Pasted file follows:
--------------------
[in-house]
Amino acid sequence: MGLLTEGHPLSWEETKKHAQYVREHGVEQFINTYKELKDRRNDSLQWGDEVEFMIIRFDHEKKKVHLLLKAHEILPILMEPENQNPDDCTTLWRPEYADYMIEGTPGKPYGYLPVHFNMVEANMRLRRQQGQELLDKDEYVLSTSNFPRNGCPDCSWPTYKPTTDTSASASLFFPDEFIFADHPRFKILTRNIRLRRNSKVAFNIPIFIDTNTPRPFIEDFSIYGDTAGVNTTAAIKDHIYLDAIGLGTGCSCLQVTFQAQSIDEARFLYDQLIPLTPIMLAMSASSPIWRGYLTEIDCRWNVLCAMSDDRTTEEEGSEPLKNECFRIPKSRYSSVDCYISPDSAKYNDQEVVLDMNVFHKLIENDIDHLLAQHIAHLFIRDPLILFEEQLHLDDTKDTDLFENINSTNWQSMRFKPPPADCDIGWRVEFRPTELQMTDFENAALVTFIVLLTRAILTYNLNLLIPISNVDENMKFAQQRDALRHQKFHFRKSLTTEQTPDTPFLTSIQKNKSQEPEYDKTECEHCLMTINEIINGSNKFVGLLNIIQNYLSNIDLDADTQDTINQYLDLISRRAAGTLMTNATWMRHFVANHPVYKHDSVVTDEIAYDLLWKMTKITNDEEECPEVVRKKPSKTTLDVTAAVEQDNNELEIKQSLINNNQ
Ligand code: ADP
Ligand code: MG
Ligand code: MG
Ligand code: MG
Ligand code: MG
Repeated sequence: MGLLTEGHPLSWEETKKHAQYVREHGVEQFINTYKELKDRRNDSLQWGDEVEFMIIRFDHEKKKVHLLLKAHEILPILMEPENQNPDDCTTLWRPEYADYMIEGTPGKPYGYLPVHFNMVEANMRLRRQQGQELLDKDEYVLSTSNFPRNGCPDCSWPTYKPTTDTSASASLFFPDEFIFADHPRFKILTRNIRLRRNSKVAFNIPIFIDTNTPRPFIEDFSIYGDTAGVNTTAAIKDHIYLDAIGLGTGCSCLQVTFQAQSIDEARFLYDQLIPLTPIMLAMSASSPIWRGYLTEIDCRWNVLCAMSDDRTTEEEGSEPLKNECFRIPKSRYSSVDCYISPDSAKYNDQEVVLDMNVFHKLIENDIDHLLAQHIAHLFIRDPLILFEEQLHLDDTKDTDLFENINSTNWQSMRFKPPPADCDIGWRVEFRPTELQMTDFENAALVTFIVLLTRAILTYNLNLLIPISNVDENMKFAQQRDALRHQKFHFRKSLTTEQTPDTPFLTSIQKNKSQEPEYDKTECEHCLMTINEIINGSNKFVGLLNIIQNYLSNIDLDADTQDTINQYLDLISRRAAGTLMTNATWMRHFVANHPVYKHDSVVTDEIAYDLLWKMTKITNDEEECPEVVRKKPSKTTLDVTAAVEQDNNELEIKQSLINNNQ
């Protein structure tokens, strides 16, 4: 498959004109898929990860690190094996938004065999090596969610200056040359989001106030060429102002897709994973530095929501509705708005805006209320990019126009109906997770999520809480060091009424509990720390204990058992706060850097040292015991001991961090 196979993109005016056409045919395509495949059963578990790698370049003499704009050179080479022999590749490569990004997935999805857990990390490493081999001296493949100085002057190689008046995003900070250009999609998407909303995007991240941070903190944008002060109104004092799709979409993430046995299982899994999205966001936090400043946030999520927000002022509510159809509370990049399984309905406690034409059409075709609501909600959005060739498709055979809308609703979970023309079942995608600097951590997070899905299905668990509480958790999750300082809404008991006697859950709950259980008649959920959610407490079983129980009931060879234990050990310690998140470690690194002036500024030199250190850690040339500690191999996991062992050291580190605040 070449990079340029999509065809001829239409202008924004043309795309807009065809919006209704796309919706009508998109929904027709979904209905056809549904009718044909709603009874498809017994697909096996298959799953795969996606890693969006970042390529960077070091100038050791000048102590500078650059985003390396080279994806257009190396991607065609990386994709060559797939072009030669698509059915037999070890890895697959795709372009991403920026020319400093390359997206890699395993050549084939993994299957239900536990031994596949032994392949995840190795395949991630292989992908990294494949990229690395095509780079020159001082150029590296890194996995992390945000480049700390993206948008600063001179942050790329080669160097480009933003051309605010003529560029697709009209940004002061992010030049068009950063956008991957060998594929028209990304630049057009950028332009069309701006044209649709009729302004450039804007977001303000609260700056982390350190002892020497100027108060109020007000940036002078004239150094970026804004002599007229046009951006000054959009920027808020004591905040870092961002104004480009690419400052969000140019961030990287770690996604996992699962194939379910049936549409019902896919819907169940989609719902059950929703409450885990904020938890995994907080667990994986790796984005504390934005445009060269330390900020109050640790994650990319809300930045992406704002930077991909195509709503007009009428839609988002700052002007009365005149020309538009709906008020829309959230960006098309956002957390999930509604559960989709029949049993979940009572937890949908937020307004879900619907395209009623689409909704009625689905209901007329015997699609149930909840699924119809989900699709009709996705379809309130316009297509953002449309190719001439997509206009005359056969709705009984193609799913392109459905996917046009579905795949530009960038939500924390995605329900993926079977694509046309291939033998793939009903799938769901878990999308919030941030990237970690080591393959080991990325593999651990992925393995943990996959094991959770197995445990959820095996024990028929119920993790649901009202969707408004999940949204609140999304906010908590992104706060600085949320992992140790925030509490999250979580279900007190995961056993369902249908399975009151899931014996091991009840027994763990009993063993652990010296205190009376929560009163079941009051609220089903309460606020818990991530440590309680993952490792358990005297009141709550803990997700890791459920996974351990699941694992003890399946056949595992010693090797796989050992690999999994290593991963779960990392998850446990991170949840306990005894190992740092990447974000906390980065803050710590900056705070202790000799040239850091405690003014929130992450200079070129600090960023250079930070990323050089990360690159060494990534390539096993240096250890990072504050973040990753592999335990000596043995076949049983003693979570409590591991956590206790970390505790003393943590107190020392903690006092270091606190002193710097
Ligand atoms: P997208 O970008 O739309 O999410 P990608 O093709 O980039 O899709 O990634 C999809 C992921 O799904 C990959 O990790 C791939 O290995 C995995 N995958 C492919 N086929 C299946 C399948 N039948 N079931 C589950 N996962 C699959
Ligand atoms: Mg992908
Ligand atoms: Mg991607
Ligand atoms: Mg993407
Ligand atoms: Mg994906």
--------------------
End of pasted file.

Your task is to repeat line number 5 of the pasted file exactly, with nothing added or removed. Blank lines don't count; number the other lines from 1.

Ligand code: MG